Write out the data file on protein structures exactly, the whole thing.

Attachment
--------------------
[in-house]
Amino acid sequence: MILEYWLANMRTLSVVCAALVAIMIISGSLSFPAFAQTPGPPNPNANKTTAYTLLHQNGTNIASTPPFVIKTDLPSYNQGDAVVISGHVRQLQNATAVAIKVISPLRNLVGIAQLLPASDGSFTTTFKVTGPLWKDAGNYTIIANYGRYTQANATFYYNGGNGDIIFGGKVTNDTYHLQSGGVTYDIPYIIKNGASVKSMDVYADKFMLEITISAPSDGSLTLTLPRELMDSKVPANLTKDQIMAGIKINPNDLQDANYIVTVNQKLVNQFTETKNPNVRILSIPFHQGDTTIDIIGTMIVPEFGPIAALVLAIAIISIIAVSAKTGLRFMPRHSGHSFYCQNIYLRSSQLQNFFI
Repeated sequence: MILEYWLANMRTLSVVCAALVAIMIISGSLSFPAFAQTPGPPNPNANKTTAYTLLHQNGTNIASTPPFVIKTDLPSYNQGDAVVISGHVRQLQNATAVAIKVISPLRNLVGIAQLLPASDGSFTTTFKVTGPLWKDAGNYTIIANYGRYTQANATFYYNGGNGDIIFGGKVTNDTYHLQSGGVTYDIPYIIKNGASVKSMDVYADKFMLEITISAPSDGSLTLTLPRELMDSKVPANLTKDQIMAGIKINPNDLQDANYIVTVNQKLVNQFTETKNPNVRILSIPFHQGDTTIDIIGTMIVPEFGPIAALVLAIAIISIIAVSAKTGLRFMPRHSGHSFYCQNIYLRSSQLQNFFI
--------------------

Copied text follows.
[in-house]
Amino acid sequence: MILEYWLANMRTLSVVCAALVAIMIISGSLSFPAFAQTPGPPNPNANKTTAYTLLHQNGTNIASTPPFVIKTDLPSYNQGDAVVISGHVRQLQNATAVAIKVISPLRNLVGIAQLLPASDGSFTTTFKVTGPLWKDAGNYTIIANYGRYTQANATFYYNGGNGDIIFGGKVTNDTYHLQSGGVTYDIPYIIKNGASVKSMDVYADKFMLEITISAPSDGSLTLTLPRELMDSKVPANLTKDQIMAGIKINPNDLQDANYIVTVNQKLVNQFTETKNPNVRILSIPFHQGDTTIDIIGTMIVPEFGPIAALVLAIAIISIIAVSAKTGLRFMPRHSGHSFYCQNIYLRSSQLQNFFI
Repeated sequence: MILEYWLANMRTLSVVCAALVAIMIISGSLSFPAFAQTPGPPNPNANKTTAYTLLHQNGTNIASTPPFVIKTDLPSYNQGDAVVISGHVRQLQNATAVAIKVISPLRNLVGIAQLLPASDGSFTTTFKVTGPLWKDAGNYTIIANYGRYTQANATFYYNGGNGDIIFGGKVTNDTYHLQSGGVTYDIPYIIKNGASVKSMDVYADKFMLEITISAPSDGSLTLTLPRELMDSKVPANLTKDQIMAGIKINPNDLQDANYIVTVNQKLVNQFTETKNPNVRILSIPFHQGDTTIDIIGTMIVPEFGPIAALVLAIAIISIIAVSAKTGLRFMPRHSGHSFYCQNIYLRSSQLQNFFI